It’s a question we get surprisingly often.
Is it ever okay for students to leave their seat without permission?
Can they get up and grab a tissue, for example?
Can they turn in work or sharpen a pencil or select a new reading book without raising their hand?
If the answer is no, then hands are up all over the room from morning bell to dismissal.
If the answer is yes, then some students take advantage of it. They’re up wandering the room, bothering other students, disrupting the class.
And they always have a ready-made excuse for why they’re out of their seat. “Oh, I was on my way to the . . . uh, pencil sharpener.”
The teacher is then burdened with having to figure out whether the student is being sincere, and if not, what to do about it.
It’s disruptive. It’s time-consuming. It too often pulls the teacher into an argument.
So what’s the solution?
The solution is to define for your students precisely and narrowly what is and isn’t okay and when it is and isn’t okay to do it.
For example, if you want your students to be able to get a drink or grab a tissue without asking, then you would specify that these are the only exceptions to the raise-your-hand rule.
You would then model what getting a tissue looks like—which would include taking a direct route to and from the tissue box without interrupting others.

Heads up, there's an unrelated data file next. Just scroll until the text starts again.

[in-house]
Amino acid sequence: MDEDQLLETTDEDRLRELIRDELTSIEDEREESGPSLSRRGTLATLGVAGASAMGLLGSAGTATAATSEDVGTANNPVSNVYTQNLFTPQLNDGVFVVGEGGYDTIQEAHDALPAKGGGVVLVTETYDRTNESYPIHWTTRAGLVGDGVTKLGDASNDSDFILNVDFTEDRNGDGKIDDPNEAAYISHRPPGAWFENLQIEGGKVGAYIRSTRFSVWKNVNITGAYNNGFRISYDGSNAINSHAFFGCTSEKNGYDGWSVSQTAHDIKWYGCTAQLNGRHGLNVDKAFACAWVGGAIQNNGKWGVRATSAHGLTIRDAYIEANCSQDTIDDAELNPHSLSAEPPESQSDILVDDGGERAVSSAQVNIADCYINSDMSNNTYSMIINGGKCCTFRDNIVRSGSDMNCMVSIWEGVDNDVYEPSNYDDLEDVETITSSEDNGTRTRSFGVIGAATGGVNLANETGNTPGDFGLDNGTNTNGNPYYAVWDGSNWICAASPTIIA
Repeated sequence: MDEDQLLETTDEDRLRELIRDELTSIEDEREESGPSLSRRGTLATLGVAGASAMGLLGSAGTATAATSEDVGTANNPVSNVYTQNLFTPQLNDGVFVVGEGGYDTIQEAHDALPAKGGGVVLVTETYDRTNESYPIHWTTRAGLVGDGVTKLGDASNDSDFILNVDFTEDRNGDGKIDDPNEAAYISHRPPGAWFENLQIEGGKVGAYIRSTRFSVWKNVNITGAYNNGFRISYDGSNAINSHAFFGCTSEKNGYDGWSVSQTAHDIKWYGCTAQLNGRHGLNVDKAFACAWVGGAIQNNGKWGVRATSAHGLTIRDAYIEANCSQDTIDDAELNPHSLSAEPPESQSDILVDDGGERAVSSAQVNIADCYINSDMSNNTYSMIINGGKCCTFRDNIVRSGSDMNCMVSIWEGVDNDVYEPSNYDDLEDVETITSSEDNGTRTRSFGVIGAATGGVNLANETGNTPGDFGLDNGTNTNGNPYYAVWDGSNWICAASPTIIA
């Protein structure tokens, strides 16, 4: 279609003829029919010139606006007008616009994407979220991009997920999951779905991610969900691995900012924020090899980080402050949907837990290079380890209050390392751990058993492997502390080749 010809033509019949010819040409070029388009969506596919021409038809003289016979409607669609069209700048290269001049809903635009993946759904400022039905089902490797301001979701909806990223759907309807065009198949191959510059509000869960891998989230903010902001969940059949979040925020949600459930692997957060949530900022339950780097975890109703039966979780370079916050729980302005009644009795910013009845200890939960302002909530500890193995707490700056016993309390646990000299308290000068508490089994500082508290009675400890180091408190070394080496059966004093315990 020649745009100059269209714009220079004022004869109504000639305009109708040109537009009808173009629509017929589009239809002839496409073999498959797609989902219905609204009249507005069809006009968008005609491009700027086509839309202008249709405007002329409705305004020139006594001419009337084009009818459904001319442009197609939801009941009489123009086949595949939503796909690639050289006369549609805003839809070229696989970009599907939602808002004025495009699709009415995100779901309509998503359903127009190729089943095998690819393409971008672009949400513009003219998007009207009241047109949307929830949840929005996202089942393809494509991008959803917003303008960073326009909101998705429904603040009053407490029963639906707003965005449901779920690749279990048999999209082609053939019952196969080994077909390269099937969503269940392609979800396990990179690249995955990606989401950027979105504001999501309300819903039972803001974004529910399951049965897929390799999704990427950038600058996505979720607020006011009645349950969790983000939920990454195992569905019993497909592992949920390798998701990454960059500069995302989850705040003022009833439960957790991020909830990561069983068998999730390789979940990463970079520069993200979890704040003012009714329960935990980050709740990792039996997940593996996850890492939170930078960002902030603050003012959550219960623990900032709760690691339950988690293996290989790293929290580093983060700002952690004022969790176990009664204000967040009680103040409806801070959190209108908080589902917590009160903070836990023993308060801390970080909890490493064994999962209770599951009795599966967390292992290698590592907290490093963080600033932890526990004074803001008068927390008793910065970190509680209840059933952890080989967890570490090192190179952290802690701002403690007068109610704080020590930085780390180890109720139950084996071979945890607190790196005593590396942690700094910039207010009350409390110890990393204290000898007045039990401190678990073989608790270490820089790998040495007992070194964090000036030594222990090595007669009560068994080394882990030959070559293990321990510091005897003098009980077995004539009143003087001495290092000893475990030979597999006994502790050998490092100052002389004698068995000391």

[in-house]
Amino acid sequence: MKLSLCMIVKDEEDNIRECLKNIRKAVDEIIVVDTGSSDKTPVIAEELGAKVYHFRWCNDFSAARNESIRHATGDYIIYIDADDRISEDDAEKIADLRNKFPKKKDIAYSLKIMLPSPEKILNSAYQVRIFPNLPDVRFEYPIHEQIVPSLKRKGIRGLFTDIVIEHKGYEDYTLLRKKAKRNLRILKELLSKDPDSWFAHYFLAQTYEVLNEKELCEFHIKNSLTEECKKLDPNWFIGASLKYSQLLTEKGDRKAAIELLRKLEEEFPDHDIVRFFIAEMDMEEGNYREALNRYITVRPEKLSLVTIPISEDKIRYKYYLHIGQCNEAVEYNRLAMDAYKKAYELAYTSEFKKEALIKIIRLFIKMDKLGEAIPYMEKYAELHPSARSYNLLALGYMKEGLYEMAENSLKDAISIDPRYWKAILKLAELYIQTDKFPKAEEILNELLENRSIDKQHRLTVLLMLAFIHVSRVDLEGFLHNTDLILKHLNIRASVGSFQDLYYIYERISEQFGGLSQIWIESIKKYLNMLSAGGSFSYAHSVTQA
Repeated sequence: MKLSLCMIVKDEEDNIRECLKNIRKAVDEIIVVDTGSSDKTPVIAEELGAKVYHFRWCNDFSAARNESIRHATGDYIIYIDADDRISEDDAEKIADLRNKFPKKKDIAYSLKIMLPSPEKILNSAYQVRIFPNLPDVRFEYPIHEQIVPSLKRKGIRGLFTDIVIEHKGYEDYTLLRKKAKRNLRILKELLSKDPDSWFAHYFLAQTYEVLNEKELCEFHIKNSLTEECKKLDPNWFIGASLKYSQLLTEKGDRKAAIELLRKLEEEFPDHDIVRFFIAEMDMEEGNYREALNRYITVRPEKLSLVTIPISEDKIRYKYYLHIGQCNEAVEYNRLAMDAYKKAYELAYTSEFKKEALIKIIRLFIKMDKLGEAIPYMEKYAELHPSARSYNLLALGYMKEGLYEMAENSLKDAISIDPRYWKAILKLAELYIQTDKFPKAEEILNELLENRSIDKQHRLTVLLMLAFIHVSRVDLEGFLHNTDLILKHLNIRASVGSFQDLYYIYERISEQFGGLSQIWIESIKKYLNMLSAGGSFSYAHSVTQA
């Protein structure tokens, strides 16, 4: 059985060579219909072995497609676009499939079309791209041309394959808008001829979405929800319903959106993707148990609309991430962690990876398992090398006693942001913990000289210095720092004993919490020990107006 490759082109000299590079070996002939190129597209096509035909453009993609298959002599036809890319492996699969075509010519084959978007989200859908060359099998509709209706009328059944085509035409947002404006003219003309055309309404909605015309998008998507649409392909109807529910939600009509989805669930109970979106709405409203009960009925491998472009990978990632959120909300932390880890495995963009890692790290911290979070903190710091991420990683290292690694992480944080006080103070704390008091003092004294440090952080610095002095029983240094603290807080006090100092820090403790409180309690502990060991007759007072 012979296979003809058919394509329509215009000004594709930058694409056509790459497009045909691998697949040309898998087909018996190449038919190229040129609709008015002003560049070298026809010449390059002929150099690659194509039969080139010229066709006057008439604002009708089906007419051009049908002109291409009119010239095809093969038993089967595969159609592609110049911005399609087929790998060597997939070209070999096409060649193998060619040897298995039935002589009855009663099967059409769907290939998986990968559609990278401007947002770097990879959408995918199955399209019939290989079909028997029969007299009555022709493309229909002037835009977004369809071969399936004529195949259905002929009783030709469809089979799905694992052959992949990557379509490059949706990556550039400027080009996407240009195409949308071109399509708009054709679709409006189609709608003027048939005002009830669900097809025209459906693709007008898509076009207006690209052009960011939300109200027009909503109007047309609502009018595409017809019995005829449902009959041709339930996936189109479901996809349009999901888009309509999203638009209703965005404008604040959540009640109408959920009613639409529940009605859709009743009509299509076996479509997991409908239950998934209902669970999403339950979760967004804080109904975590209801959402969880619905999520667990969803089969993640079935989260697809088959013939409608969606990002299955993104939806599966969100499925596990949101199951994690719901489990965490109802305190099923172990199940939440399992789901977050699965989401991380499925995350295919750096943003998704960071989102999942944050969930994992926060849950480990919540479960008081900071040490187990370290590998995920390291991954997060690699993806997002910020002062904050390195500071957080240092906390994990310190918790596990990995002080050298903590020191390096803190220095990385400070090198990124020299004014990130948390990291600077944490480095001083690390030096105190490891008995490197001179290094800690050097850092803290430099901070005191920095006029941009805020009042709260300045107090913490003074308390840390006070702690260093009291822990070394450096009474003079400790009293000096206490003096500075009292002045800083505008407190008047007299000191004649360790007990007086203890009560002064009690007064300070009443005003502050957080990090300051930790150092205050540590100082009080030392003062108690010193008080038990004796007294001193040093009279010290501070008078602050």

This may sound like overkill. It may sound like you’re being nitpicky. But it’s nothing of the sort. In fact, it’s crucial.
Explicit modeling lays it all out, puts it on record, and removes any excuse to be up and out of their seats for any other reason or in any other way.
Also, be sure and include what not to do. When you model wandering the room or bothering classmates, then these behaviors will rarely occur.
Finally, it’s important that you detail any time or times you don’t want them to be able to get up, like while you’re giving directions or providing instruction, for example.
This too must be modeled.
Narrow definitions and precise modeling are the keys to successfully allowing reasonable exceptions to your rules. They are the difference between a well-run classroom and one buzzing with overactivity.
If you’re unsure what to allow your students to do without raising their hand, consider those few things that are most requested and that don’t need your assistance.
Generally, it will be just three or four at most. Spend a half hour or so defining and modeling each one and when they are and aren’t okay to take advantage of.
After giving your students a chance to model themselves and ask clarifying questions, you’re ready to go live.
As long as you hold accountable any student who strays even a nanometer from your narrow exceptions, you’ll have a more focused and peaceful classroom.
You’ll notice fewer interruptions, fewer hands in the air, and more time to teach.
PS – If you’re a principal and would like to improve recess behavior, click here.
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